Kearns was, however, aware of the role SERE played in the torture program before he found Jessen’s notes, and in July 2008, he sent an email to the chairman of the Armed Services Committee, Sen. Carl Levin, who was investigating the issue and offered to share information with Levin about Jessen and the SERE program in general. The Michigan Democrat responded to Kearns saying he was “concerned about this issue” and that he “needed more information on the subject,” but Levin never followed up when Kearns offered to help.

“I don’t know how it went off the tracks, but the names of the people who testified at the Senate Armed Services, Senate Judiciary, and Select Intelligence committees were people I worked with, and several I supervised,” Kearns said. “It makes me sick to know people who knew better allowed this to happen.”

Levin’s office did not return phone calls or emails for comment. However, the report he released in April 2009, “Inquiry Into the Treatment of Detainees in US Custody,” refers to SV-91. The report includes a list of acronyms used throughout the report, one of which is “S-V91,” identified as “the Department of Defense High Risk Survival Training” course. But there is no other mention throughout the report of SV-91 or the term “High Risk Survival Training,” possibly due to the fact that sections of the report where it is discussed remain classified. Still, the failure by Levin and his staff to follow up with Kearns — the key military official who had retained Jessen’s notes and helped develop the very course those notes were based upon that was cited in the report — suggests Levin’s investigation is somewhat incomplete.

Control and Dependence

A copy of the syllabus for SV-91, obtained by Truthout from another source who requested anonymity, states that the class was created “to provide special training for selected individuals that will enable them to withstand exploitation methods in the event of capture during peacetime operations … to cope with such exploitation and deny their detainers useable information or propaganda.”

Although the syllabus focuses on propaganda and interrogation for information as the primary means of exploiting prisoners, Jessen’s notes amplify what was taught to SERE students and later used against detainees captured after 9/11 . He wrote that a prisoner’s captors seek to “exploit” the prisoner through control and dependence.

“From the moment you are detained (if some kind of exploitation is your Detainer’s goal) everything your Detainer does will be contrived to bring about these factors: CONTROL, DEPENDENCY, COMPLIANCE AND COOPERATION,” Jessen wrote. “Your detainer will work to take away your sense of control. This will be done mostly by removing external control (i.e., sleep, food, communication, personal routines etc.) … Your detainer wants you to feel ‘EVERYTHING’ is dependent on him, from the smallest detail, (food, sleep, human interaction), to your release or your very life … Your detainer wants you to comply with everything he wishes. He will attempt to make everything from personal comfort to your release unavoidably connected to compliance in your mind.”

Jessen wrote that cooperation is the “end goal” of the detainer, who wants the detainee “to see that [the detainer] has ‘total’ control of you because you are completely dependent on him, and thus you must comply with his wishes. Therefore, it is absolutely inevitable that you must cooperate with him in some way (propaganda, special favors, confession, etc.).”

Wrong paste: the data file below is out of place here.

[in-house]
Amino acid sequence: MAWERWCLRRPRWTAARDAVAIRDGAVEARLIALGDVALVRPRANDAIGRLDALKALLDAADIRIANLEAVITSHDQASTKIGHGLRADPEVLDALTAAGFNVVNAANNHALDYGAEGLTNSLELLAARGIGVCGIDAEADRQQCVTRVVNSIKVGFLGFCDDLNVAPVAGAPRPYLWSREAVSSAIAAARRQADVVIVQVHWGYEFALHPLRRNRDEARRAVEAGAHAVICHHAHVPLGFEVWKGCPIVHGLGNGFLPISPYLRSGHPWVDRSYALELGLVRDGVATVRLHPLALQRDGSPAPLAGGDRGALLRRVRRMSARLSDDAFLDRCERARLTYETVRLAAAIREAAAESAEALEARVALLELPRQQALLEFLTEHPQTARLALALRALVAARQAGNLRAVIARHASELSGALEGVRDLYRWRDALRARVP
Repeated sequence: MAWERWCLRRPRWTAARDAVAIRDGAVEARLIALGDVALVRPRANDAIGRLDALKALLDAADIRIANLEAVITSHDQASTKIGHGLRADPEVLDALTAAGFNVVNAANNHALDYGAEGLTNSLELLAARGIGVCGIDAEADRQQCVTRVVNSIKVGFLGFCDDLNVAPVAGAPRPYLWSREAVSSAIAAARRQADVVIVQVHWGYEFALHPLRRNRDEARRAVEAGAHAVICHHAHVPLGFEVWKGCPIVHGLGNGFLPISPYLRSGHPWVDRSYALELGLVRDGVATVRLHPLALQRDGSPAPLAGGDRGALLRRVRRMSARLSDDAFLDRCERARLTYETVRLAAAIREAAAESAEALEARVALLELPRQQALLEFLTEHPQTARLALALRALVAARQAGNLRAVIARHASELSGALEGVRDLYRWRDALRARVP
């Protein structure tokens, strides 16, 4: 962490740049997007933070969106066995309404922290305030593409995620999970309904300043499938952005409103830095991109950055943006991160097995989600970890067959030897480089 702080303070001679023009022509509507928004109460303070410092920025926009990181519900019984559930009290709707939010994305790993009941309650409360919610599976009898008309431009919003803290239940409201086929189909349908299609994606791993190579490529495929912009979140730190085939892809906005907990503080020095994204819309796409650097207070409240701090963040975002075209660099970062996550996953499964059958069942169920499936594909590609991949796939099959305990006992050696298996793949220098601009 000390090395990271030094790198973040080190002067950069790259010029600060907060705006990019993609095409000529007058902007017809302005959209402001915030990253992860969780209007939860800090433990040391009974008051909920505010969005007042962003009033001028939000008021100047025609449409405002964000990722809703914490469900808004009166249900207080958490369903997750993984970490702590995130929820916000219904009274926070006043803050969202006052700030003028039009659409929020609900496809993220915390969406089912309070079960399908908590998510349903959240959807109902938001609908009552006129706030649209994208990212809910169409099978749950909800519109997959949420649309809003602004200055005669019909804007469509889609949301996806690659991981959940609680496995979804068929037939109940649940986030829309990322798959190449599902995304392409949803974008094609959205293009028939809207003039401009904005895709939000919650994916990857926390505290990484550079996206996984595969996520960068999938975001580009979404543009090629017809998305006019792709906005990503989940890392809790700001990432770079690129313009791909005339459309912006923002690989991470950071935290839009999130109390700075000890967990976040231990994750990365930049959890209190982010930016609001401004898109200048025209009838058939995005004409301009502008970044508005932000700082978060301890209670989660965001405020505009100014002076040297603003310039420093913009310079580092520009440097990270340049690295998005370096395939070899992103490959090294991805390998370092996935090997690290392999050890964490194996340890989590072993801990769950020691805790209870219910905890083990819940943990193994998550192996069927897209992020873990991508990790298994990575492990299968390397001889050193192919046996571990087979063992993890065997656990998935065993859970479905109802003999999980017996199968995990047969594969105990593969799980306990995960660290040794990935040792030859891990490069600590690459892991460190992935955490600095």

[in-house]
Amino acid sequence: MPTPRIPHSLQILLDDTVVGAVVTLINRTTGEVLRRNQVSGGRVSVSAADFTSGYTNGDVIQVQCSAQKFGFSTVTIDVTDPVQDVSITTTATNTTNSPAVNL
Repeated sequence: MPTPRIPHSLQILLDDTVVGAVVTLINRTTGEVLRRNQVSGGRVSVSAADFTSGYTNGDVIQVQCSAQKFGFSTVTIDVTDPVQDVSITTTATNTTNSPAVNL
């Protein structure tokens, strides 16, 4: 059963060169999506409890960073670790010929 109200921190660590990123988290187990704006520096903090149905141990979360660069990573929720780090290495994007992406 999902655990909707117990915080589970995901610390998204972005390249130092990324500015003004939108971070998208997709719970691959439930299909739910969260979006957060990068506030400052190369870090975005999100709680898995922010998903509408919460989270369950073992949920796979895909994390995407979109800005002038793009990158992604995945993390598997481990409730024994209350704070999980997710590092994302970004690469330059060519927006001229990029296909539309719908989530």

Jessen described the kinds of pressures that would be exerted on the prisoner to achieve this goal, including “fear of the unknown, loss of control, dehumanization, isolation,” and use of sensory deprivation and sensory “flooding.” He also included “physical” deprivations in his list of detainer “pressures.”

“Unlike everyday experiences, however, as a detainee we could be subjected to stressors/coercive pressures which we cannot completely control,” he wrote. “If these stressors are manipulated and increased against us, the cumulative effect can push us out of the optimum range of functioning. This is what the detainer wants, to get us ‘off balance.'”

“The Detainer wants us to experience a loss of composure in hopes we can be manipulated into some kind of collaboration …” Jessen wrote. “This is where you are most vulnerable to exploitation. This is where you are most likely to make mistakes, show emotions, act impulsively, become discouraged, etc. You are still close enough to being intact that you would appear convincing and your behavior would appear ‘uncoerced.'”

Kearns said, based on what he has read in declassified government documents and news reports about the role SERE played in the  Bush administration’s torture program, Jessen clearly “reverse-engieered” his lesson plan and used resistance methods to abuse “war on terror” detainees.

The SSTP course was “specifically and intentionally designed to assist American personnel held in hostile detention,” Kearns said. It was “not designed for interrogation, and certainly not torture. We were not interrogators; we were ‘role-players’ who introduced enemy exploitation techniques into survival scenarios as student learning objectives in what could be called Socratic-style dilemma settings. More specifically, resistance techniques were learned via significant emotional experiences, which were intended to inculcate long-term valid and reliable survival routines in the student’s memory. The one rule we had was ‘hands off.’ No (human intelligence) operator could lay hands on a student in a ‘role play scenario’ because we knew they could never ‘go there’ in the real world.”